Angiotensin-Converting Enzyme (ACE) Inhibitors

What the treatment is and why it's prescribed

ACE inhibitors treat a variety of conditions, such as high blood pressure, scleroderma and migraines.

Angiotensin-converting enzyme (ACE) inhibitors help relax blood vessels by preventing an enzyme in your body from producing angiotensin II, a substance in your body that narrows your blood vessels and releases hormones.

Examples of ACE inhibitors

Many ACE inhibitors are available. Which one is best for you depends on your health and the condition being treated. According to research, black and older people respond less well to ACE inhibitors than do white and younger people.

Examples of ACE inhibitors include:

  • Benazepril (Lotensin)
  • Captopril
  • Enalapril (Vasotec)
  • Fosinopril
  • Lisinopril (Prinivil, Zestril)
  • Moexipril
  • Perindopril (Aceon)
  • Quinapril (Accupril)
  • Ramipril (Altace)
  • Trandolapril (Mavik)

Before taking treatment

When taking ACE inhibitors, it is important that you tell your doctor, nurse or pharmacist about any other medicines you are taking. This includes medicines on a prescription from your GP, medicines bought from a pharmacy (chemist) or any homeopathic or herbal medicines.

Non-steroidal anti-inflammatory drugs (NSAIDs), such as ibuprofen, should not be taken alongside ACE inhibitors. Certain types of diuretics (water tablets) should be taken with care.

If your doctor decides to stop treatment with ACE inhibitors, return any unused tablets to the pharmacist. Do not flush them down the toilet or throw them away.

If an adult or a child taking the treatment vomits within a short time of taking a dose and you are able to see the tablet in the vomit, then give the dose again. If you cannot see the tablet, do not give it again.

If you forget a dose, give the next dose as scheduled and try to keep to a regular routine.

For children, in certain circumstances, medicines may be prescribed for a child outside the age range recommended by the manufacturer. Medicines are often used 'off licence' in children because trial data is not available for a specific use, for example, age. Please discuss this with your doctor.


How long you take it and long it takes to work

ACE inhibitors are usually taken once daily. Your doctor would tell you how long you will need to take it.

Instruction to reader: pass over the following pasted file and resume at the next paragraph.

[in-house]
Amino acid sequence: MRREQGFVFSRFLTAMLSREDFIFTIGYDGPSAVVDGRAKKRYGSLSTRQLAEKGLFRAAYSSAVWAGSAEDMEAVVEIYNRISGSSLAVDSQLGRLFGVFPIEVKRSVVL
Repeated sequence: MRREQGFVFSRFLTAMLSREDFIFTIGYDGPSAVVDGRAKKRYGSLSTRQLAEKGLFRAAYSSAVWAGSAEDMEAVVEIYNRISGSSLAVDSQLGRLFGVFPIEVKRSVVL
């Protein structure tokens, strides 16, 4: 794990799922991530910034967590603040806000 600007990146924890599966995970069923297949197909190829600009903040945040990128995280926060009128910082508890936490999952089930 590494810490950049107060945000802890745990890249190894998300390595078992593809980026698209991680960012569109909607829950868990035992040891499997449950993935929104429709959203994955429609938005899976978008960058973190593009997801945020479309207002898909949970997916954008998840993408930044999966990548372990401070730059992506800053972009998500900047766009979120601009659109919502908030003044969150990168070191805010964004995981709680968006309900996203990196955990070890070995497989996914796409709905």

What are the possible risks or side-effects?

Doctors commonly prescribe ACE inhibitors because they don't often cause side effects.

Possible ACE inhibitor side effects include:

  • Dry cough
  • Increased blood-potassium level (hyperkalemia)
  • Fatigue
  • Dizziness
  • Headaches
  • Loss of taste

In rare cases — but more commonly in black people and in smokers — ACE inhibitors can cause some areas of your tissues to swell (angioedema). If it occurs in the throat, the swelling can be life-threatening.

Nonsteroidal anti-inflammatory drugs (NSAIDs), such as ibuprofen (Advil, Motrin IB, others) and naproxen sodium (Aleve), decrease the effectiveness of ACE inhibitors. Taking an occasional dose of these medications shouldn't change the effectiveness of your ACE inhibitor, but talk to your doctor if you regularly take NSAIDs.

Can this treatment affect fertility, pregnancy or breastfeeding?

Because ACE inhibitors can cause birth defects, talk to your doctor about other options of treatment if you're pregnant or you plan to become pregnant.


How to store treatment

Keep tablets in a safe place where children cannot see or reach them.

Whilst it's important you understand that taking medicine may have side effects, the benefits of taking the right medication may outweigh these. Do speak to your GP about any concerns you may have or contact our helpline to discuss your condition.

Why not contact people who have the same conditions and have used ACE Inhibitors, join our Facebook and Twitter groups and ask a question or on our Health Unlocked.

Raynaud's attacks can be restricted if you can keep your core temperature warm. Read our managing Raynaud's page or visit the shop to view products to help prevent your Raynaud's attacks, as recommended by our community.

Information sourced from the NHS and the Mayo clinic.

Related information